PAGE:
STEVE Waugh says Shane Warne’s spiteful comments against him are “disappointing”.
Having previously chosen not to respond to Warne’s quip that the former Test captain is the “most selfish” cricketer he played with, Waugh on Thursday provided a brief insight into his true reaction to the Spin King’s renewed animosity.
Warne made headlines after his outburst on I’m A Celebrity… Get Me Out Of Here!saying, “There’s a lot of reasons I don’t like Steve Waugh.”
In an interview with Adelaide’s Mix 102.3, Waugh again attempted to put the episode behind him.
“There’s a lot more important things happening in my life than responding to comments like that,” Waugh said.
“I guess it’s disappointing, but I’ve moved on from it pretty quickly and I’ll let that one go through to the keeper.”
Warne has never reconciled being snubbed for the Australian captaincy or being dropped for the final Test of the 1999 Caribbean tour by Waugh.
“One thing that really annoyed me about him was the one Test I got dropped, in the West Indies, we had to win the last Test match to win the trophy,” Warne said on the Channel 10 program.
“At that stage, captain (Waugh), vice-captain (Warne) and coach (Geoff Marsh) used to pick the team.
“We went to selection. I hadn’t bowled well, we’d lost, Brian Lara batted unreal, but I felt like I was being the scapegoat, that because I didn’t bowl well it was my fault.
“We got to the selection table and said, ‘OK, what’s everyone’s thoughts?’
“Steve Waugh said, ‘You’re not playing.’ I went, ‘What? Hang on. What do you think the team should be? Blah blah blah,’ and Steve Waugh said, ‘Nup, I’m the captain of this side … you’re not playing.’
“I was really disappointed with that. After 10 years, I’d just had a shoulder operation, I thought the situation, of having to win a Test match, would’ve brought the best out in me too.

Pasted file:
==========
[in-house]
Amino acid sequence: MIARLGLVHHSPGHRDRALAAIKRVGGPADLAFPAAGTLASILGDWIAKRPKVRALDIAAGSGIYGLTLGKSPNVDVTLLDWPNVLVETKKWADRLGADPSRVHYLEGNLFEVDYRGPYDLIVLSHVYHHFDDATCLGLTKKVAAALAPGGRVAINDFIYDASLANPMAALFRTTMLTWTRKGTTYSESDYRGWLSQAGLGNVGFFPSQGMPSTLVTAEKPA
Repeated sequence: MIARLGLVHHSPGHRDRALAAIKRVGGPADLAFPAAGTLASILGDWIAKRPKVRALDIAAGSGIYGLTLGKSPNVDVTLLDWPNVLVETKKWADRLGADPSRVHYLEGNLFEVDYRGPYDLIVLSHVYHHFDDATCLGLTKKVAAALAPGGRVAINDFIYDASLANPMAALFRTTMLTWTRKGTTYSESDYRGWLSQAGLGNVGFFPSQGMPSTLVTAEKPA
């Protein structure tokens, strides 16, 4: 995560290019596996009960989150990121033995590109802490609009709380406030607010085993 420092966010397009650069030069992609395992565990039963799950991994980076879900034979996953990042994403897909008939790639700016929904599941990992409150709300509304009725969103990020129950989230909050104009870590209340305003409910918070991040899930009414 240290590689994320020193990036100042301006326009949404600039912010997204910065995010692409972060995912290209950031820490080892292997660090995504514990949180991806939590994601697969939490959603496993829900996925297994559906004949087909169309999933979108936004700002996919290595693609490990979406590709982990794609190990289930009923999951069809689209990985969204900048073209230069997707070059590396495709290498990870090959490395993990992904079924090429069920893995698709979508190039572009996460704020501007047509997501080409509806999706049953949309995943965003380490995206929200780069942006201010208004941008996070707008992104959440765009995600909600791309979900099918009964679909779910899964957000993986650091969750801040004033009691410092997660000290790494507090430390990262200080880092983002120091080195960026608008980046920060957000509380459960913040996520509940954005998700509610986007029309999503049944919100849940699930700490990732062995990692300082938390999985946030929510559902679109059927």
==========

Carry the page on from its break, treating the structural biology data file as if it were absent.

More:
“I don’t like Steve Waugh for a lot of other reasons, but that was the reason.”
Meanwhile, Waugh says he doesn’t want his 15-year-old son Austin to focus too intensely on cricket, despite making headlines for a series of strong performances for the Cricket Australia XI at last year’s Under 17 National Championships in Brisbane.
“I just try and be a normal dad as much as I can,” Waugh said.
“Like most teenage sons they don’t listen to their dad. He’s a good kid. He’s keen and he enjoys the game. That’s the main thing. I think at that age in your teenage years, you don’t want to take it too seriously just yet. He obviously has a bit of promise. I let him be his own man and he plays his own way, which is great.”
Waugh was speaking ahead of the annual Waugh in the West Twenty20 all-star cricket match to be played at St Clair Oval in Adelaide on Friday night.
The event will also raise money for the Steve Waugh Foundation, which works to improve the quality of life for Australian children and families affected by rare diseases.